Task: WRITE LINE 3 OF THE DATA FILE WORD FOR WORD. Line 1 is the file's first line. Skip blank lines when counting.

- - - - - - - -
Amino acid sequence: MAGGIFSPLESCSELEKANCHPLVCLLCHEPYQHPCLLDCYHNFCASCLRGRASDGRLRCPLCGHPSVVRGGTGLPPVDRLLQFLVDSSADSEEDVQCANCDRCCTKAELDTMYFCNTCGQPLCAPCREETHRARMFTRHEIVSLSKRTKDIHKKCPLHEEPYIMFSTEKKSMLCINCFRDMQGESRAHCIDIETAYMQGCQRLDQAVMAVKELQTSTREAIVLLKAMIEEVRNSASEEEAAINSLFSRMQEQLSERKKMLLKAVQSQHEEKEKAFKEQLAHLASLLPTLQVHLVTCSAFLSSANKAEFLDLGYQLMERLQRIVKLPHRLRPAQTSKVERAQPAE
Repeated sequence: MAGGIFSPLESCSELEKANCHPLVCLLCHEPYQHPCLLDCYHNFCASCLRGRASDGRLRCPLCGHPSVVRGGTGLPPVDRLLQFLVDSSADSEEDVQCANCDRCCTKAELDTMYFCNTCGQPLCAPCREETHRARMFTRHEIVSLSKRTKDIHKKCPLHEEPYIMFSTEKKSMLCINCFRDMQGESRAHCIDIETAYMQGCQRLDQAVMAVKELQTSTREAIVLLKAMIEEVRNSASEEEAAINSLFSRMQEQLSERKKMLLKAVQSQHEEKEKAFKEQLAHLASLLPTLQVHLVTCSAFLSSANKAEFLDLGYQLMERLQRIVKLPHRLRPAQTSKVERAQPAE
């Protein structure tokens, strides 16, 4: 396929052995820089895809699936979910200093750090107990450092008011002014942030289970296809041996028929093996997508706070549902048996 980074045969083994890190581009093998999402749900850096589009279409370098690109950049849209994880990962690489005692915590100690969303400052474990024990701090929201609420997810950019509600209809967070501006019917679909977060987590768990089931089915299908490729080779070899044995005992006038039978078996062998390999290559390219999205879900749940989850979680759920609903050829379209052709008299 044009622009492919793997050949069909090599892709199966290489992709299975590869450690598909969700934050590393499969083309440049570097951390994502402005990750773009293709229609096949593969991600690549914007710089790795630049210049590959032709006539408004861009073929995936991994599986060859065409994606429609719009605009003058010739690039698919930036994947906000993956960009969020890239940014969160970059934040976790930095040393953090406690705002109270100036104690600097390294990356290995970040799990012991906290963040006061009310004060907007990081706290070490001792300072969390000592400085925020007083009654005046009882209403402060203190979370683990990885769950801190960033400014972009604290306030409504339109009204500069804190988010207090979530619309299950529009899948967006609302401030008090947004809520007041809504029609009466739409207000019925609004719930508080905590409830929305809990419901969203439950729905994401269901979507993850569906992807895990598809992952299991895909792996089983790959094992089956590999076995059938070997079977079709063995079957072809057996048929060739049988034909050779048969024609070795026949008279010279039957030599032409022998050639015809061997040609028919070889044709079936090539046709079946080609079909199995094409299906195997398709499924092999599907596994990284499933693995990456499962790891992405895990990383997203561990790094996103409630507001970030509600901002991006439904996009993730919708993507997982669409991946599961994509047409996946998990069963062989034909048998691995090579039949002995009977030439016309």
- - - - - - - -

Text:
């Protein structure tokens, strides 16, 4: 396929052995820089895809699936979910200093750090107990450092008011002014942030289970296809041996028929093996997508706070549902048996 980074045969083994890190581009093998999402749900850096589009279409370098690109950049849209994880990962690489005692915590100690969303400052474990024990701090929201609420997810950019509600209809967070501006019917679909977060987590768990089931089915299908490729080779070899044995005992006038039978078996062998390999290559390219999205879900749940989850979680759920609903050829379209052709008299 044009622009492919793997050949069909090599892709199966290489992709299975590869450690598909969700934050590393499969083309440049570097951390994502402005990750773009293709229609096949593969991600690549914007710089790795630049210049590959032709006539408004861009073929995936991994599986060859065409994606429609719009605009003058010739690039698919930036994947906000993956960009969020890239940014969160970059934040976790930095040393953090406690705002109270100036104690600097390294990356290995970040799990012991906290963040006061009310004060907007990081706290070490001792300072969390000592400085925020007083009654005046009882209403402060203190979370683990990885769950801190960033400014972009604290306030409504339109009204500069804190988010207090979530619309299950529009899948967006609302401030008090947004809520007041809504029609009466739409207000019925609004719930508080905590409830929305809990419901969203439950729905994401269901979507993850569906992807895990598809992952299991895909792996089983790959094992089956590999076995059938070997079977079709063995079957072809057996048929060739049988034909050779048969024609070795026949008279010279039957030599032409022998050639015809061997040609028919070889044709079936090539046709079946080609079909199995094409299906195997398709499924092999599907596994990284499933693995990456499962790891992405895990990383997203561990790094996103409630507001970030509600901002991006439904996009993730919708993507997982669409991946599961994509047409996946998990069963062989034909048998691995090579039949002995009977030439016309």